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‘Kale Yeah’ Chips: ‘One of the Healthiest Things You Can Eat;’ Liz Riddick’s New Local Product is a Big Success

By Paul T. Choate 

Liz Riddick’s new “Kale Yeah” chips are available at the Watauga County Farmers’ Market and local retailers such as Bare Essentials Natural Market, Grandfather Country Store, Maw’s Produce, the gift shop at Mast Farm Inn and Blowing Rock Produce and Provisions. Photo by Ken Ketchie

Aug. 6, 2012. When High Country resident Liz Riddick started making kale chips four years ago she never imagined what a commercial success they would be. Now, only three months after starting her new business, she is selling out of around 300 bags of “Kale Yeah” dehydrated kale chips every week.

Riddick founded Alive and Kickin Foods, INC. on May 5, 2012 to start commercially marketing her kale chips and it has truly been a small business success story so far.

“About four years ago I did a raw foods diet and I came upon a recipe on the Internet for kale chips – dried, dehydrated kale chips – so they’re not cooked above 115 degrees. So, they maintain their nutritional value and enzymes for digestion. I did it and I was like, ‘Well this is pretty good, but not good enough,’” said Riddick. “So I kept playing around with it and adding different ingredients over the last three years. Last fall I made the best batch and I was like, ‘This is it.’”

Riddick said her chips gained tremendous popularity among her friends. They would frequently ask her when she would be making another batch and eventually encouraged her to start selling them.

When she began selling them at the Watauga County Farmers’ Market she said she was initially going through about 100 bags per week. She is now selling around 300 bags per week and going through about 150 to 200 pounds of raw kale per week to make them.

She is no longer just selling them at the Farmers’ Market either. Her kale chips are now available at local retailers such as Bare Essentials Natural Market, Grandfather Country Store, Maw’s Produce, the gift shop at Mast Farm Inn, Blowing Rock Market and Blowing Rock Produce and Provisions.

So how would Riddick describe her first few months in business? “It’s incredible! I just shipped my first online order to Louisiana. I’ve had them shipped to France by people at the Farmers’ Market. I had a lady from Russia want me to ship them there. I’ve had stores in [Washington] D.C. and Greensboro request them. If I could triple or quadruple my production I could go crazy.” She added that about 80 percent of the people at the Farmers’ Market who try a sample buy a bag afterward and also that, based on her observations, even young children enjoy the snack.

Based on the local success of the chips, Riddick said she is hoping to expand business to the Asheville market as the next step.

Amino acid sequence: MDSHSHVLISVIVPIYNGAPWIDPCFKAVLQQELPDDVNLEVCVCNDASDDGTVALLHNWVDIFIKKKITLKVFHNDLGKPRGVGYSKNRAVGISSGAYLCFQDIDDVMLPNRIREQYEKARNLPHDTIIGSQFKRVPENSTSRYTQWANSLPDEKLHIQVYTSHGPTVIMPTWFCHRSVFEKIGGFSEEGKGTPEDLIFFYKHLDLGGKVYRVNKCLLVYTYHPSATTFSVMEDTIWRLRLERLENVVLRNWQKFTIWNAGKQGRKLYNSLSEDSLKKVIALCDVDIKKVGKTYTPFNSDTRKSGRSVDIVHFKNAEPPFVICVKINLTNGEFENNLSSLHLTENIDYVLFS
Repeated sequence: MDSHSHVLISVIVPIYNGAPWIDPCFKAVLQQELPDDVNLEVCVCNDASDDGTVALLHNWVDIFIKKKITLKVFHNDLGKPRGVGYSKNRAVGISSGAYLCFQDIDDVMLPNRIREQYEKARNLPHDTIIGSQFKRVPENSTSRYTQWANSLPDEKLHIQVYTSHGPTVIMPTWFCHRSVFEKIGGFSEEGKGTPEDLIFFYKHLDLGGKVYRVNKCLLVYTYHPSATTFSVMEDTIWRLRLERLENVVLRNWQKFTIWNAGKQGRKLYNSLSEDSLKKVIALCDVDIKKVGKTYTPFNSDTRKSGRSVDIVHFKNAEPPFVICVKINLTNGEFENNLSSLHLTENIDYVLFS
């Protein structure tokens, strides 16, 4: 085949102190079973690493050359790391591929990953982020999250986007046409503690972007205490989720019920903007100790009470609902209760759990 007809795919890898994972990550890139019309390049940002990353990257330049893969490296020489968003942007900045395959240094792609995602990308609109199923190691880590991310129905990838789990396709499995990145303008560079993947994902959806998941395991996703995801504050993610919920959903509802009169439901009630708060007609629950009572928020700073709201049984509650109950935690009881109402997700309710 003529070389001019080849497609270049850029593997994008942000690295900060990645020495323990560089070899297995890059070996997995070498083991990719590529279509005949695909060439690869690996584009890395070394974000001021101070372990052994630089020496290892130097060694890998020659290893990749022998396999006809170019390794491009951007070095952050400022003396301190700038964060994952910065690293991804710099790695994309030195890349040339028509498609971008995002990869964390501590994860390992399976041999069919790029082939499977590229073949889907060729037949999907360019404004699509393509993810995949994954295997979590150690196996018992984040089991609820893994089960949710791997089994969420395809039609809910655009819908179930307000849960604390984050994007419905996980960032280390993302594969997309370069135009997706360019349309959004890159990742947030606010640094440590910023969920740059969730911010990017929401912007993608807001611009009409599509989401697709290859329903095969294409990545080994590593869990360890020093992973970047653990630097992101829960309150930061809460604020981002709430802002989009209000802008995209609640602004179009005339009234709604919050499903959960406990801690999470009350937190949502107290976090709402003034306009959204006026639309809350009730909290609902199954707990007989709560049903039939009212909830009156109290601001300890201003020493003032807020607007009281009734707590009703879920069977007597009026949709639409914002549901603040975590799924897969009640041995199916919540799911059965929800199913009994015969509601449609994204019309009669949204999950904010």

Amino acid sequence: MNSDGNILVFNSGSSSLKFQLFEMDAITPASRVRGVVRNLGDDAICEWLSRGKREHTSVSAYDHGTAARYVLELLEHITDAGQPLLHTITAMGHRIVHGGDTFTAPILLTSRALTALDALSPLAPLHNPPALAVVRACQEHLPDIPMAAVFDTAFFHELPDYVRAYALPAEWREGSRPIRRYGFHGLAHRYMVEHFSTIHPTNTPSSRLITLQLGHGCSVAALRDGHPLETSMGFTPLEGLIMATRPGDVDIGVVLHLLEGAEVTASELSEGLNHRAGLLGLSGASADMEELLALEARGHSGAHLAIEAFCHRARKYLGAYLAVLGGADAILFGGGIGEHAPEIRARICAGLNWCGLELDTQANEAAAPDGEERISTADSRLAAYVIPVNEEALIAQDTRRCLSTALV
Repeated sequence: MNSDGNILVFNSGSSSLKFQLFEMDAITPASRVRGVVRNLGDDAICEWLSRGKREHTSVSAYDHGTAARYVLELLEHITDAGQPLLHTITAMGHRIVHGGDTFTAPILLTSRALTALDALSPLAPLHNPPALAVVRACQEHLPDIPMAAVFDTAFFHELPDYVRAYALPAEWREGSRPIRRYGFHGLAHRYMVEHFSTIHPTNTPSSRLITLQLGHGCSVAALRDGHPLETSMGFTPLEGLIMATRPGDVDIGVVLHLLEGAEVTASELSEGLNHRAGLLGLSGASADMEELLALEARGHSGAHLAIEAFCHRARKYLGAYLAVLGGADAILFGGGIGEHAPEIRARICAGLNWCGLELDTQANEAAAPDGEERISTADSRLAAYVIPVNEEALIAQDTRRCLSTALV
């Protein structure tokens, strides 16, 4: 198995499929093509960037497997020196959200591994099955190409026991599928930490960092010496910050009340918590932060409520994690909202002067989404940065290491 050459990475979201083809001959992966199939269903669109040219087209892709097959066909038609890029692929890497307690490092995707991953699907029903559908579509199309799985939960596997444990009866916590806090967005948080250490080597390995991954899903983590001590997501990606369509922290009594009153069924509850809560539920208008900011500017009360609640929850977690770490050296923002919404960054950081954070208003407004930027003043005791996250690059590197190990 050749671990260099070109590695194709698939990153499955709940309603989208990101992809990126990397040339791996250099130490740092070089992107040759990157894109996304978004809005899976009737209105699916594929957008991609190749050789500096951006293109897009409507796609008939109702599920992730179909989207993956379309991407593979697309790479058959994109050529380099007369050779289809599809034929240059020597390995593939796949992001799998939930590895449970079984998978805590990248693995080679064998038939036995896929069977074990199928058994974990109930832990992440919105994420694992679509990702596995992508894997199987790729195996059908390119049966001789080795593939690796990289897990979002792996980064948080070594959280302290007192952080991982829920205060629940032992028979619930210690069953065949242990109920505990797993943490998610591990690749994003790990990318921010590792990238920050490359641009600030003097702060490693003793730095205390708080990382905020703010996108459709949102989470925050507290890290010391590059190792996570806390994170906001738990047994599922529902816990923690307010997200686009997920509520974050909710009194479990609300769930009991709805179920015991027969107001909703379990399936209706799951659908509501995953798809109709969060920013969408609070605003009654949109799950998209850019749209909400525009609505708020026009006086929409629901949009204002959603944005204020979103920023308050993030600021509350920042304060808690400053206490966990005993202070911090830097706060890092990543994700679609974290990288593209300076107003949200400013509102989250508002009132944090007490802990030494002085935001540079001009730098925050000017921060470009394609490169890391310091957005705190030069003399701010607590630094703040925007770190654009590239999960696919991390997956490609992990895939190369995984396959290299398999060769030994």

Riddick is a supporter of shopping local and makes sure to get her kale locally. The majority of it comes from Matt Cooper of Lively Up Farm in Valle Crucis and from Brooke Kornegay of Appalachian State University’s Sustainable Development farm. She also occasionally gets kale from a local distributor, Lett-Us-Produece.

There is about a half a head of kale – the equivalent of about two kale salads – in every bag and Riddick feels strongly about the importance of kale in a healthy diet.

 “It’s one of the healthiest things you can eat,” she said. “Kale is considered one of the super foods and because it is a dehydrated, raw food it’s like eating a raw kale salad with nuts and vegetables in it – but it actually tastes really good.”

In addition to “Kale Yeah,” Riddick also takes broken chips and bottles them. She calls this “Shake” and says of it, “It is good on so many things like popcorn, and potatoes and pasta. You can mix it with sour cream and make dip. It’s good on everything.”

“Kale Yeah” is currently made by Riddick in the Ashe County Commercial Kitchen – a location she expanded to upon realizing how many bags of chips she would need to produce each week to meet the growing demand. She hopes to continue to expand her business as time goes on, saying, “I’d like for it to be a household staple.”

And as for the humorous name?

“When you taste it you’re like, ‘Wow, Kale Yeah!’”

“Kale Yeah” is available for $5 at the Watauga County Farmers’ Market. You can also pick up a bag for $5.99 (before tax) at several local retailers (listed above). T-shirts are also available for $12.

For more information about “Kale Yeah,” visit kale-yeah.com.

Correction: A previous version of this article said “Kale Yeah” chips were available at the Blowing Rock Farmers’ Market. “Kale Yeah” chips are not available at the Blowing Rock Farmers’ Market, but rather at the Blowing Rock Market. The story above has been revised to reflect this correction.

Video by Jyoti Suri & Daniel Paustian